Glossophobia is a subset of social phobia, or fear of social situations. Most people with glossophobia do not exhibit symptoms of other types of social phobia, such as fear of meeting new people or fear of performing tasks in front of others. In fact, many people with glossophobia are able to dance or sing onstage, provided they do not have to talk. Nonetheless, stage fright is a relatively common experience in those with glossophobia. Complications of Glossophobia The vast majority of careers involve some level of public speaking, from participating in meetings to giving presentations to clients. If your phobia is severe, you may find yourself unable to perform these necessary tasks. This can lead to consequences up to and including losing your job. People who suffer from social phobias also have a higher than normal risk of developing conditions such as depression or other anxiety disorders. This is likely due to the feelings of isolation that can develop over time. Another possible reason is that some people seem to be hardwired for anxiety, which can manifest in a wide range of ways. Treatment for Glossophobia Glossophobia can be successfully treated in a variety of ways. One of the most common is cognitive-behavioral therapy. You will learn to replace your messages of fear with more positive self-talk. You will learn relaxation techniques and what to do when you experience a panic attack. You will gradually confront your fear in a safe and controlled environment. Medications may also be prescribed to help you get control of your fear. These medicines are generally used in conjunction with therapy rather than on their own. Once you have successfully worked through the worst of your fear, you might want to consider joining a speaking group such as Toastmasters. These groups can help you polish your public speaking skills through repetition and constructive criticism from fellow members. Building confidence in your ability to speak in public can further reduce your anxiety. Glossophobia is common, and in some cases it can be life-limiting. However, the success rate for treatment is extremely high. The first step is to find a therapist that you trust who can help you work through the fear. FROM: NATIVE REMEDIES http://www.nativeremedies.com/ailment/overcome-glossophobia-speech-anxiety.html Diagnosing Glossophobia Symptoms and signs The common symptoms and signs of glossophobia include extreme anxiety before the event or the idea of speaking in front of a group of people. Physical symptoms often appear as well which results from the body s response to a flight or fight reaction to stress. These symptoms include: y y Sweating Increased heart rate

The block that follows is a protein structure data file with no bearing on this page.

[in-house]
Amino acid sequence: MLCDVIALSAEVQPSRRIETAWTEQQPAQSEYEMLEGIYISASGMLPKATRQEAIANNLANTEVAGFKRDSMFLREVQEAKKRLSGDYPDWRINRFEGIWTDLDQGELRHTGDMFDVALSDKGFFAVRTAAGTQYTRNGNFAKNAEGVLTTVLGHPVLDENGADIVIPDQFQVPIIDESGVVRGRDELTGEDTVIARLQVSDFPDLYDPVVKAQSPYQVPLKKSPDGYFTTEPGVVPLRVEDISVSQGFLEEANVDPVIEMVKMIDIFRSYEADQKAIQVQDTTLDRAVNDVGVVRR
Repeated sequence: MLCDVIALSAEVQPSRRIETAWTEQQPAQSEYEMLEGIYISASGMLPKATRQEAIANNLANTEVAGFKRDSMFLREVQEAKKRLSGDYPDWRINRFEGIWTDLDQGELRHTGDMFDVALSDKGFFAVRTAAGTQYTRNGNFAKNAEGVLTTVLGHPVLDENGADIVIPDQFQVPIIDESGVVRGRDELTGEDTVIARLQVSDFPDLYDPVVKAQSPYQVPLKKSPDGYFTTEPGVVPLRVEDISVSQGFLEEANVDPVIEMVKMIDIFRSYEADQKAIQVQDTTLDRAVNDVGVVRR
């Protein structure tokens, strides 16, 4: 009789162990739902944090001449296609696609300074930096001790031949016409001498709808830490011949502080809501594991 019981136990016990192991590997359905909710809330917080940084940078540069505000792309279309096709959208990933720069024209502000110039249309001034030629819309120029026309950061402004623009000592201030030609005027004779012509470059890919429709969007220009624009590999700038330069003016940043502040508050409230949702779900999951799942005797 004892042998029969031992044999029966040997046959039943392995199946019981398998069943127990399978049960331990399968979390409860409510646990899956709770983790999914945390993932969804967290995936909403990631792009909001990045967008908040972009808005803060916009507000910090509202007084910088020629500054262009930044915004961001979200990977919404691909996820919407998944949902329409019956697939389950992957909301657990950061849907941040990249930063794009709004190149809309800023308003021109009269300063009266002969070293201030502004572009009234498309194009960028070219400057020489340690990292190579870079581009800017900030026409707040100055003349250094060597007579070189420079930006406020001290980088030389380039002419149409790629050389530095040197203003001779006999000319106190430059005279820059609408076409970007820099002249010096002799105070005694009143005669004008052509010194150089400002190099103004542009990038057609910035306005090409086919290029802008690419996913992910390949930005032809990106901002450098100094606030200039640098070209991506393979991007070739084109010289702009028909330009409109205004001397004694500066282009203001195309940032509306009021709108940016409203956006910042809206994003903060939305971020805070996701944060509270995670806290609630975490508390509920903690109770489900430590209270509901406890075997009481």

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Feelings of nervousness or panic attack Dry mouth Tense, weak or quivering voice Stiff neck or upper back muscles

In severe cases, some people may even experience nausea or vomiting from the stress and anxiety. What causes Glossophobia? The exact cause of glossophobia is not known, although a number of factors can contribute to this disorder. Traumatic events that may have affected you as a child or during adulthood may contribute to glossophobia and cause you to avoid speaking in public. It may also occur when you have been slowly avoiding to speak publicly over a period of time and the idea of it causes you so much anxiety that it has now resulted into glossophobia. Certain psychological conditions such as where the speaker suffers from poor self esteem, always wants complete approval, believes that everything must be perfect, or expects failure can also bring about episodes of glossophobia. Help for Glossophobia Various treatment options are available to treat glossophobia. Certain drugs such as beta blockers may be used to help people relax before speaking in public. Complementary therapies such as hypnosis, meditation or psychotherapy can be quite beneficial in helping you to overcome glossophobia. View products related to Glossophobia Taking public speaking classes such as Toastmasters International or Association of Speakers Club will be able to alleviate your fears of speaking in front of others and improve public speaking skills. Counseling or psychotherapy may also help you to address the root of the problem and learn effective techniques to deal with this condition. Natural treatments such as herbal and homeopathic remedies have proven to be effective in relieving fear, anxiety and nervousness associated with public speaking events. Homeopathic remedies are not only safe and gentle to use but also fast-acting.